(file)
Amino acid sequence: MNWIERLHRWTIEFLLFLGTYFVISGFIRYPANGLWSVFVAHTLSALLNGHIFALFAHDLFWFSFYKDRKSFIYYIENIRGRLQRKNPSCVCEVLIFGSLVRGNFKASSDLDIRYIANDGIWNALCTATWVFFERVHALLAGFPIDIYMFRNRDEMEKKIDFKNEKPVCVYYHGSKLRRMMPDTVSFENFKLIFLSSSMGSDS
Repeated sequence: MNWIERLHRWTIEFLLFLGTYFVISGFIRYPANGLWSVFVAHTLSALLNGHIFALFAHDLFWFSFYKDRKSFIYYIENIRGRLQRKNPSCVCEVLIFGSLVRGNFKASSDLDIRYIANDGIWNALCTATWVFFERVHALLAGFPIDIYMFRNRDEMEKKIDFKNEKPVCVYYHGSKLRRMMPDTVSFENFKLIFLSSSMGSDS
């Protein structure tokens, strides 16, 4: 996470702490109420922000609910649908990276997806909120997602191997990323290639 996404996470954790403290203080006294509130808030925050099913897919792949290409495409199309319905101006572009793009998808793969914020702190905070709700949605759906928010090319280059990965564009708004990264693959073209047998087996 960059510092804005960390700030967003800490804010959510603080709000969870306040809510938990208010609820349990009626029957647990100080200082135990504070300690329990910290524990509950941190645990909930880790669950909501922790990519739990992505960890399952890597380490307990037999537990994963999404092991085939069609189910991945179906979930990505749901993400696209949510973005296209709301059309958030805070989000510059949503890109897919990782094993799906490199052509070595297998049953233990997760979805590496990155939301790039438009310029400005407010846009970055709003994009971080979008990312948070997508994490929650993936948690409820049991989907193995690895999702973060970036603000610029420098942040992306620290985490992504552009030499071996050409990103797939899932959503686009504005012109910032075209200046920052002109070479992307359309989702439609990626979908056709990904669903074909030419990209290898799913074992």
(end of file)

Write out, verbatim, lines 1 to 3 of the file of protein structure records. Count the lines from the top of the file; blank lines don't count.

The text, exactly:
Amino acid sequence: MNWIERLHRWTIEFLLFLGTYFVISGFIRYPANGLWSVFVAHTLSALLNGHIFALFAHDLFWFSFYKDRKSFIYYIENIRGRLQRKNPSCVCEVLIFGSLVRGNFKASSDLDIRYIANDGIWNALCTATWVFFERVHALLAGFPIDIYMFRNRDEMEKKIDFKNEKPVCVYYHGSKLRRMMPDTVSFENFKLIFLSSSMGSDS
Repeated sequence: MNWIERLHRWTIEFLLFLGTYFVISGFIRYPANGLWSVFVAHTLSALLNGHIFALFAHDLFWFSFYKDRKSFIYYIENIRGRLQRKNPSCVCEVLIFGSLVRGNFKASSDLDIRYIANDGIWNALCTATWVFFERVHALLAGFPIDIYMFRNRDEMEKKIDFKNEKPVCVYYHGSKLRRMMPDTVSFENFKLIFLSSSMGSDS
């Protein structure tokens, strides 16, 4: 996470702490109420922000609910649908990276997806909120997602191997990323290639 996404996470954790403290203080006294509130808030925050099913897919792949290409495409199309319905101006572009793009998808793969914020702190905070709700949605759906928010090319280059990965564009708004990264693959073209047998087996 960059510092804005960390700030967003800490804010959510603080709000969870306040809510938990208010609820349990009626029957647990100080200082135990504070300690329990910290524990509950941190645990909930880790669950909501922790990519739990992505960890399952890597380490307990037999537990994963999404092991085939069609189910991945179906979930990505749901993400696209949510973005296209709301059309958030805070989000510059949503890109897919990782094993799906490199052509070595297998049953233990997760979805590496990155939301790039438009310029400005407010846009970055709003994009971080979008990312948070997508994490929650993936948690409820049991989907193995690895999702973060970036603000610029420098942040992306620290985490992504552009030499071996050409990103797939899932959503686009504005012109910032075209200046920052002109070479992307359309989702439609990626979908056709990904669903074909030419990209290898799913074992």